Dr. T and the Women, which stars Richard Gere as a gynecologist who's having trouble keeping the many women in his life happy, also suffered some vicious reviews. "This disjointed, irritating and unbelievably silly spoof portrays women as either airheads or cold and deceitful," says Preview's Mary Draughon. The idea of "women looking forward to pelvic exams turns parody into fantasy," she adds. The U.S. Catholic Conference grumbles that "rambling, unfunny scenes and an underused ensemble cast fail to connect the random plot threads in director Robert Altman's loosely structured narrative that concludes with a cockamamie ending."
Sylvester Stallone returned to the theaters for the first time in three years with Get Carter, but no one seemed to miss him. Self-described "die-hard Stallone fan" Holly McClure of Crosswalk.com says simply: "This is a boring, depressing, sad movie that even the male Stallone fans in my audience were squirming at." The only silver lining McClure found was that "compared to most Stallone movies, there's a relatively low body count, without graphic bullets-ripping-through-flesh, slow-motion, blood-splattering violence." (This was intentional; Stallone said recently on The Rosie O'Donnell Show that he regrets the excessive violence of his earlier movies.) Other critics, however, found Stallone's brutal beatings plenty violent. In his role as mob enforcer Jack Carter, he takes brutal revenge against the people who killed his estranged brother. "Jack fights with a host of 'bad guys,' killing several in the process," reports Steven Isaac of Focus on the Family. "He tosses one man out an apartment window and to his death, smashing into the top of a parked car. He shoots another in the back. On and on the violence goes. … Once, his sister-in-law asks him to throttle back, saying that revenge 'doesn't work.' His cryptic response: 'Sure it does.'" Curtis D. Smith, guest reviewer for Christian Spotlight, agrees that Stallone hasn't retreated far enough from his old ways. It is simply a modern, politically correct makeover of Hollywood's typical anti-hero rather than a bona fide reformation of the action hero. … The filmmakers do make an attempt to portray a sense of good versus evil but the 'good guy' is simply the lesser of two evils."
Tigerland, a new World War II drama playing in limited release, also reaped criticism for excessive violence, as well as vulgarity. "There is a sweet and sad story in the middle of all this," says the Dove Foundation's Phil Boatwright, "but just know that when it's violent, it's fairly violent, and when it's crude, it's very crude. … [It's] probably the foulest language I've heard since Pulp Fiction." The sweet and sad story provided some measure of redemption, though. In a boot camp for Vietnam, one troublemaking soldier (Colin Farrell) helps gain honorable discharges for soldiers who are weak and would likely not survive battle. "The movie does well in making you feel for our soldiers and what they went through," Boatwright says, "and this was all before they even went to the actual war." Movieguide notes "an uplifting, redemptive and moral ending, and an excellent performance by Farrell." But Movieguide, too, says the movie is "irreparably marred by constant foul language," as well as "some anti-patriotic behavior by its positive role models."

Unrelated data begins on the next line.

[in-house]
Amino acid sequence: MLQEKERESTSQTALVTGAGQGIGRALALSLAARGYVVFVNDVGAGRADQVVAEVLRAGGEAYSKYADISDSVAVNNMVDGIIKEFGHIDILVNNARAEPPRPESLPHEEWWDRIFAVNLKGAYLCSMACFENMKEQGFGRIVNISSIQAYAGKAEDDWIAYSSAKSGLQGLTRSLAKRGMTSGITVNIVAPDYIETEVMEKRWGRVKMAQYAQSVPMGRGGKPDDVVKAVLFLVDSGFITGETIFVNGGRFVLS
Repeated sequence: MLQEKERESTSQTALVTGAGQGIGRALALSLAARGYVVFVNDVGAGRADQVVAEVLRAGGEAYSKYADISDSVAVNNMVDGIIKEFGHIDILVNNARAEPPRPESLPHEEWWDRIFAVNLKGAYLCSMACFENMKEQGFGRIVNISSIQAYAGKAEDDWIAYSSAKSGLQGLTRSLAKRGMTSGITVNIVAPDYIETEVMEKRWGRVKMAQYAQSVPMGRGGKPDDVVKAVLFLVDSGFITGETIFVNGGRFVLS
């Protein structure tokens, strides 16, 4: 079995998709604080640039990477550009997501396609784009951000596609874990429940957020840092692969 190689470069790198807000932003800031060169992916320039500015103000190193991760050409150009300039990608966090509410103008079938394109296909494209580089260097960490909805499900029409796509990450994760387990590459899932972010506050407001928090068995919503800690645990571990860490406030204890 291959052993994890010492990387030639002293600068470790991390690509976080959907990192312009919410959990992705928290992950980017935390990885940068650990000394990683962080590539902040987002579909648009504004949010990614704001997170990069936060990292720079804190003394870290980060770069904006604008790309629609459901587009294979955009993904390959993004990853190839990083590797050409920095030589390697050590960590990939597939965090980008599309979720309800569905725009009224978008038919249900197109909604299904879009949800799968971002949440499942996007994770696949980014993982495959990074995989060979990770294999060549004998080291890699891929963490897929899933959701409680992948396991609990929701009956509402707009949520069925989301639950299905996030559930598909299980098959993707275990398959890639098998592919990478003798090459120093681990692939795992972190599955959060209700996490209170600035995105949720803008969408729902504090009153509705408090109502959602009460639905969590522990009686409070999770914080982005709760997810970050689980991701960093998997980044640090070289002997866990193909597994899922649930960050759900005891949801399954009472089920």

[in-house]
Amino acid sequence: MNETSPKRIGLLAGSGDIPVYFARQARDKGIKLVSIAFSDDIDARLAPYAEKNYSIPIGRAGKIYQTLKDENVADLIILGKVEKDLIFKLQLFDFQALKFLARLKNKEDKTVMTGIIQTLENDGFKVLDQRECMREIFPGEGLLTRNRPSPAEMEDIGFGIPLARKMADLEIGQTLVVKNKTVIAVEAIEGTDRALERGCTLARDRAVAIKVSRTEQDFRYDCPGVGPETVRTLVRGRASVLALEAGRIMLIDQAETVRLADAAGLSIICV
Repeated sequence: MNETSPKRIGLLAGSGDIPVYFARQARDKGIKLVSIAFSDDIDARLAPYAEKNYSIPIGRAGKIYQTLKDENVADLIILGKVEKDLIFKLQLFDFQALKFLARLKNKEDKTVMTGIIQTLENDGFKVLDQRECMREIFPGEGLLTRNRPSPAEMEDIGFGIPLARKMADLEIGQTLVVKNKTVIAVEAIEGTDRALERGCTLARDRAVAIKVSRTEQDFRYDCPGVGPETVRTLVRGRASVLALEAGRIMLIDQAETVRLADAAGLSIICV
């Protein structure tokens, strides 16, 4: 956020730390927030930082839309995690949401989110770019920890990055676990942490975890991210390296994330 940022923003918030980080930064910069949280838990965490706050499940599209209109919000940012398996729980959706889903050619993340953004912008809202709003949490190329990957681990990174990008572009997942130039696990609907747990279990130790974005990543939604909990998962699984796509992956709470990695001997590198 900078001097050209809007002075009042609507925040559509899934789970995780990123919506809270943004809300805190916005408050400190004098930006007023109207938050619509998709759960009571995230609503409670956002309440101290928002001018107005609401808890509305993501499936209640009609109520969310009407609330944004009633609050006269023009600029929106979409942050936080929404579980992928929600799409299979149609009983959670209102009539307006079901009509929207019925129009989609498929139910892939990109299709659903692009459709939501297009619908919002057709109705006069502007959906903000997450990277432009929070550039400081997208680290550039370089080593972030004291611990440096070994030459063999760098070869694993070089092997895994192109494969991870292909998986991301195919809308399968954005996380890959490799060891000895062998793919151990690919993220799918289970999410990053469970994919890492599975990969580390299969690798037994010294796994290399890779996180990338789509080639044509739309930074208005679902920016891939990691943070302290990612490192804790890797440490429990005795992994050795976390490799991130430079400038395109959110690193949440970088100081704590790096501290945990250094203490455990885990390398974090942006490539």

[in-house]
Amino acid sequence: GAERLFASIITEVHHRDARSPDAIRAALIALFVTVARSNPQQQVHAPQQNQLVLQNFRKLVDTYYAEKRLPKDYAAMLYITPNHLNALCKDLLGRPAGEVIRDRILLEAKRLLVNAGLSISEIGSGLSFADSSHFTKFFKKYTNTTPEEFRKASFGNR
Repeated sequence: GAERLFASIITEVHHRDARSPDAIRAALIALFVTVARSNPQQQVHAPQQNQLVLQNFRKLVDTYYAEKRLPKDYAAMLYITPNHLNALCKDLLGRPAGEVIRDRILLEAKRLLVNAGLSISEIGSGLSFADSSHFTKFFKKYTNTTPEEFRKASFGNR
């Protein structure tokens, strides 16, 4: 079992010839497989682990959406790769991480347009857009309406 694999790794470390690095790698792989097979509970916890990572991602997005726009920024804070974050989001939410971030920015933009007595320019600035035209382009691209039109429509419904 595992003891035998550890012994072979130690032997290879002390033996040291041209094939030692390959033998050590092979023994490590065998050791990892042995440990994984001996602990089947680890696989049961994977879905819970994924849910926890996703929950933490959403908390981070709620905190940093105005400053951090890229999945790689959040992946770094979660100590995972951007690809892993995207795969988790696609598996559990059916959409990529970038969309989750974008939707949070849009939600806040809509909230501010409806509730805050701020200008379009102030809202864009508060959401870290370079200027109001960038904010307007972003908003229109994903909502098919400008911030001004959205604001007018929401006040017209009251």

Smiling Fish and Goat on Fire is the story of two orphaned young men who pursue new girlfriends after getting dumped. (The title comes from the nicknames their half-Native-American grandmother gave them when they were young.) "The high quality of the script and the acting ensemble are enough to give the movie's production and entertainment values four stars," says Movieguide, also noting "redemptive elements, including … an emotional Christian church service [and] a man singing the great Christian hymn, 'A Closer Walk With Thee.'" However, the movie's "many immoral elements, including foul language, marijuana use and fornication," lead Movieguide to caution viewers. Crosswalk.com's Holly McClure has a caution of an different sort: "I found the philosophy on life and dating very patronizing for males but obviously lacking insight into the female perspective. … It's interesting to me how so many of these 'dating' movies never delve into any spiritual or moral awareness with their partners. That lack of depth in a relationship translates onto the screen as a movie being wholly about men pursuing women for great sex, with little regard to anything else."
Look for the documentary Into the Arms of Strangers: Stories of the Kindertransport to figure in this year's Oscar ceremony. Highly praised by most critics, the film "adds another significant panel to the growing body of films about the Holocaust," says Variety. Phil Boatwright of the Dove Foundation was also moved by the film. "A difficult movie to view, but a most important one," he says, calling it "erudite, perceptive, horrifying, and ultimately uplifting." The documentary tells the story of British families who took in more than 10,000 children who were at risk from the Nazi regime; although the program was intended as a temporary measure, most of the children never saw their parents again. Boatwright says it "features several survivors who detail their experiences and realize that their lives have had meaning. … While it reminds us of the black-hearted deeds some people committed during WWII, it also pays tribute to the merciful. And rest assured, you will come away from the theater reevaluating your own troubles."
Steve Lansingh is editor of TheFilmForum.com, an Internet magazine devoted to Christian conversation about the movies.